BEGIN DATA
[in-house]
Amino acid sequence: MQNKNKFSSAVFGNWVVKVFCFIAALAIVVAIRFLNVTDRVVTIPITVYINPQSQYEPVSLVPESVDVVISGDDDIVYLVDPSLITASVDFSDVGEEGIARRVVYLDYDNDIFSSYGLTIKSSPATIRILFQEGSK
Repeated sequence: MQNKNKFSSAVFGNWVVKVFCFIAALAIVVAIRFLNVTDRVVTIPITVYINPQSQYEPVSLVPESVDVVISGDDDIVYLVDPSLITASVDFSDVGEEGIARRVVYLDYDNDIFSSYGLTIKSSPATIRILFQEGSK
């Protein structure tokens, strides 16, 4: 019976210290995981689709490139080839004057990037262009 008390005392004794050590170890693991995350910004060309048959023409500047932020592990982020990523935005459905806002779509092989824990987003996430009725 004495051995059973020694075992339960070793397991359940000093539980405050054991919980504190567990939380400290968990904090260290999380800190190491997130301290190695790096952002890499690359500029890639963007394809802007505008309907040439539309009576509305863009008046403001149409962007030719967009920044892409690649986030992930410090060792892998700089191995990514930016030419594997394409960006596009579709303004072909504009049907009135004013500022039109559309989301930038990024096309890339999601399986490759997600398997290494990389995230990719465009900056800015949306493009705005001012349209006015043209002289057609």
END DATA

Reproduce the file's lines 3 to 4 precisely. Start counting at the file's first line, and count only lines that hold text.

Repeated sequence: MQNKNKFSSAVFGNWVVKVFCFIAALAIVVAIRFLNVTDRVVTIPITVYINPQSQYEPVSLVPESVDVVISGDDDIVYLVDPSLITASVDFSDVGEEGIARRVVYLDYDNDIFSSYGLTIKSSPATIRILFQEGSK
């Protein structure tokens, strides 16, 4: 019976210290995981689709490139080839004057990037262009 008390005392004794050590170890693991995350910004060309048959023409500047932020592990982020990523935005459905806002779509092989824990987003996430009725 004495051995059973020694075992339960070793397991359940000093539980405050054991919980504190567990939380400290968990904090260290999380800190190491997130301290190695790096952002890499690359500029890639963007394809802007505008309907040439539309009576509305863009008046403001149409962007030719967009920044892409690649986030992930410090060792892998700089191995990514930016030419594997394409960006596009579709303004072909504009049907009135004013500022039109559309989301930038990024096309890339999601399986490759997600398997290494990389995230990719465009900056800015949306493009705005001012349209006015043209002289057609």